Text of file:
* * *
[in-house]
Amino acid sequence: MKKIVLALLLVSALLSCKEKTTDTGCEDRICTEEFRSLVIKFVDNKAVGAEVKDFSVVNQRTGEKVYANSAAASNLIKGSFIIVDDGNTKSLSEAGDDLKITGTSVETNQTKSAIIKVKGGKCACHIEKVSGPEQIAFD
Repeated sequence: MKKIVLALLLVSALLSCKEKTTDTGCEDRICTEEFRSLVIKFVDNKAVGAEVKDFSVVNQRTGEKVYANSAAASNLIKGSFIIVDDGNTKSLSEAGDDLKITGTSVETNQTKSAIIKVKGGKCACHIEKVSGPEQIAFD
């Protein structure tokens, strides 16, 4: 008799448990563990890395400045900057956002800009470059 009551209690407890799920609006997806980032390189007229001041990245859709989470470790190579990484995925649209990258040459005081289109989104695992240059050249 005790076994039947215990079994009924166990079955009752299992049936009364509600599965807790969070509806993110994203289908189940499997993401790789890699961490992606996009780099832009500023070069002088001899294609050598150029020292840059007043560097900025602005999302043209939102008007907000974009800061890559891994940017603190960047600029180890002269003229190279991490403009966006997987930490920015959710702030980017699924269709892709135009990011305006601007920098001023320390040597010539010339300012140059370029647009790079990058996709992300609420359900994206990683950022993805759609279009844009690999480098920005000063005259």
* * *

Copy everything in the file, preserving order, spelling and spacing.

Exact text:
[in-house]
Amino acid sequence: MKKIVLALLLVSALLSCKEKTTDTGCEDRICTEEFRSLVIKFVDNKAVGAEVKDFSVVNQRTGEKVYANSAAASNLIKGSFIIVDDGNTKSLSEAGDDLKITGTSVETNQTKSAIIKVKGGKCACHIEKVSGPEQIAFD
Repeated sequence: MKKIVLALLLVSALLSCKEKTTDTGCEDRICTEEFRSLVIKFVDNKAVGAEVKDFSVVNQRTGEKVYANSAAASNLIKGSFIIVDDGNTKSLSEAGDDLKITGTSVETNQTKSAIIKVKGGKCACHIEKVSGPEQIAFD
């Protein structure tokens, strides 16, 4: 008799448990563990890395400045900057956002800009470059 009551209690407890799920609006997806980032390189007229001041990245859709989470470790190579990484995925649209990258040459005081289109989104695992240059050249 005790076994039947215990079994009924166990079955009752299992049936009364509600599965807790969070509806993110994203289908189940499997993401790789890699961490992606996009780099832009500023070069002088001899294609050598150029020292840059007043560097900025602005999302043209939102008007907000974009800061890559891994940017603190960047600029180890002269003229190279991490403009966006997987930490920015959710702030980017699924269709892709135009990011305006601007920098001023320390040597010539010339300012140059370029647009790079990058996709992300609420359900994206990683950022993805759609279009844009690999480098920005000063005259």